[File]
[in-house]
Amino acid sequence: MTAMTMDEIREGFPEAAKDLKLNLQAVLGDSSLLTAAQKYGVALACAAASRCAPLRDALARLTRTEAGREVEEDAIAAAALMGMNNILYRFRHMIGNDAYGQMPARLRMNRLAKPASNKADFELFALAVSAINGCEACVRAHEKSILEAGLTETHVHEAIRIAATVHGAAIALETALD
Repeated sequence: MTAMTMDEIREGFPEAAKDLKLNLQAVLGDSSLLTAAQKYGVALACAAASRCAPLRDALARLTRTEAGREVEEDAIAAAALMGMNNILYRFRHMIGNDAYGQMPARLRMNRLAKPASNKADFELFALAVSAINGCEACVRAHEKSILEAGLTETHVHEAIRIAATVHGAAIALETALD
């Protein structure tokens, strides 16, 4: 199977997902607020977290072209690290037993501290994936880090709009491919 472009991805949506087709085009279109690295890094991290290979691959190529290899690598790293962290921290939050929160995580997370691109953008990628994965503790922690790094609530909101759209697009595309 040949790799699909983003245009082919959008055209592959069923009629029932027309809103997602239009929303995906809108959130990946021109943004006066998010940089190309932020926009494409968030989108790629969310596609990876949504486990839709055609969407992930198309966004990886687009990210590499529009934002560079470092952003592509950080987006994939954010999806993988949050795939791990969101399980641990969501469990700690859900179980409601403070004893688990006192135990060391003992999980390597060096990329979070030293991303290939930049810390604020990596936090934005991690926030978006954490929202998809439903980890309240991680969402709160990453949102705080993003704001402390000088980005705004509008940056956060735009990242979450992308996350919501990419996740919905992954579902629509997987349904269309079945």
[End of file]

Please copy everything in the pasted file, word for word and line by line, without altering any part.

[in-house]
Amino acid sequence: MTAMTMDEIREGFPEAAKDLKLNLQAVLGDSSLLTAAQKYGVALACAAASRCAPLRDALARLTRTEAGREVEEDAIAAAALMGMNNILYRFRHMIGNDAYGQMPARLRMNRLAKPASNKADFELFALAVSAINGCEACVRAHEKSILEAGLTETHVHEAIRIAATVHGAAIALETALD
Repeated sequence: MTAMTMDEIREGFPEAAKDLKLNLQAVLGDSSLLTAAQKYGVALACAAASRCAPLRDALARLTRTEAGREVEEDAIAAAALMGMNNILYRFRHMIGNDAYGQMPARLRMNRLAKPASNKADFELFALAVSAINGCEACVRAHEKSILEAGLTETHVHEAIRIAATVHGAAIALETALD
């Protein structure tokens, strides 16, 4: 199977997902607020977290072209690290037993501290994936880090709009491919 472009991805949506087709085009279109690295890094991290290979691959190529290899690598790293962290921290939050929160995580997370691109953008990628994965503790922690790094609530909101759209697009595309 040949790799699909983003245009082919959008055209592959069923009629029932027309809103997602239009929303995906809108959130990946021109943004006066998010940089190309932020926009494409968030989108790629969310596609990876949504486990839709055609969407992930198309966004990886687009990210590499529009934002560079470092952003592509950080987006994939954010999806993988949050795939791990969101399980641990969501469990700690859900179980409601403070004893688990006192135990060391003992999980390597060096990329979070030293991303290939930049810390604020990596936090934005991690926030978006954490929202998809439903980890309240991680969402709160990453949102705080993003704001402390000088980005705004509008940056956060735009990242979450992308996350919501990419996740919905992954579902629509997987349904269309079945």